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Luxury recovery in China likely to determine industry trajectory in coming years

From all accounts, it seems the Chinese luxury market is bouncing back, but the roadmap to recovery may not be the same for the West post-COVID-19 given China's inherently digital lifestyle. Image credit: Luxury Society From all accounts, it seems the Chinese luxury market is bouncing back. Image credit: Luxury Society

 

NEW YORK – Cautious optimism for slow growth in the luxury industry during 2020 was quickly extinguished by the rapid spread of the coronavirus, with the repercussions reverberating for years to come. In a keynote presentation at the Future of Luxury eConference, a senior partner from Boston Consulting Group explored how the luxury market has changed over the last nine months and what can be expected in the coming months and years. The pandemic has also increased or reversed some consumer patterns, which will have various impacts across sectors. “We were set to a positive trend at the start of 2020, but it was starting to slow,” said Christine Barton, managing director and senior partner at BCG. The presentation was based on research from Boston Consulting Group and its partner Altagamma. Future of Luxury eConference was produced by Luxury Daily Updated forecasts Pre-pandemic projections had the luxury market growing at rate of 3 percent year-over-year from 2020 through 2022. Among the biggest luxury markets, China was expected to grow by 10 percent while the United States was forecast to grow a more modest 1 percent. “Even pre-COVID, we were starting to see recessionary behaviors in developed markets,” Ms. Barton said, noting concerns that the U.S. in particular was entering an economic recession. In a matter of months, the expectations have changed completely as a result of the pandemic. Economic instability has impacted even true luxury consumers, with 57 percent delaying or refraining from making purchases and investments they had planned for 2020.

The pandemic will have a severe impact on the luxury business. Image credit: Boston Consulting Group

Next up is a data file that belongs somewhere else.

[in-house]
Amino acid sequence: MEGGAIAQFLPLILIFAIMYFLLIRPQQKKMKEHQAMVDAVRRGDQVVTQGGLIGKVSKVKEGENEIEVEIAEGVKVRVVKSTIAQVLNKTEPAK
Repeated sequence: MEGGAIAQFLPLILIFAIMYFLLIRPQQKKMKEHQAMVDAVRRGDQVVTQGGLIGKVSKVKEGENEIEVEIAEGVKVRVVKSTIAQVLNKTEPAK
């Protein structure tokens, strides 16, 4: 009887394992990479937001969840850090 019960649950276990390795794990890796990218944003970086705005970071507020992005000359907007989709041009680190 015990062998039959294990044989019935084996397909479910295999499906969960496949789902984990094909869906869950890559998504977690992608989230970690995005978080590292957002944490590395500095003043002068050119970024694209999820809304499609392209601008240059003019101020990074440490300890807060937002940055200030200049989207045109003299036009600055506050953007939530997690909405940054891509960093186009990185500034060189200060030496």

The global economy as a whole is forecast to shrink by 6 percent, a larger contraction than the 3 percent decrease in 2009 during the Great Recession. China, which has begun its recovery, is the only country whose luxury market is expected to grow in 2021 and 2022. For COVID-19-hit luxury groups that have seen their European and North American stores record a trickle of shoppers this year – if their stores were open at all – boutiques in China have propped up total revenue to a significant degree this year. China was virtually the only bright spot for both LVMH and Kering, as global revenue for the two luxury giants in the second quarter of the year plummeted 38 percent and 43.7 percent, respectively (see story). “China’s actual performance could be a big factor in the overall luxury recovery,” Ms. Barton said. Countries including the U.S. will continue to recover at their own pace as they had different baselines. Analyses also show that spending is closely tied to local coronavirus case counts, rather than government restrictions — further impetus that a true economic recovery stars with managing the health crisis. Due to the likelihood of more localized shutdowns in the coming months, it is likely that economic health will continue to fluctuate. Sector shifts Ms. Barton also reiterated that channels and sectors are recovering at different rates, as affluents have changed their spending habits based on lockdowns. Affluents have been more likely to stay home and less likely to be on the pandemic’s “frontlines,” which has driven declines in spending. Increased digital spending has not closed the gap from reduced in-person spending. Formalwear, handbags and accessories are some of the categories that have seen declines, even as leather goods had been one of the fastest-growing categories prior to the pandemic. Categories that lend themselves to self-expression are up, including casual wear and beauty, driven by skincare spending. In the U.S., the home category, including spending on appliances and furnishings, has seen the largest reversal from planned decreases in spending to being recharged by COVID as people spend more time inside. Experiential categories, such as travel and dining, are likely to take the longest to recover. It is likely that personal luxury goods, excluding automotive and yacht purchases, will increase their market share, but it remains to be seen which categories will rebound the most. In recent years, many affluents had been more apt to spend on experiential luxury, including travel spending. Now without the ability to do so, some may shift their spending to other luxury sectors. Research from De Beers found that more than two-thirds of Americans have canceled travel plans in 2020, with 55 percent of those respondents having extra spending money as result of those cancelations. Without the ability to travel, one in eight respondents would opt to mark a special occasion with diamonds (see story). “Right now we don’t know the substitutions spend from experiential spend,” BCG’s Ms. Barton said.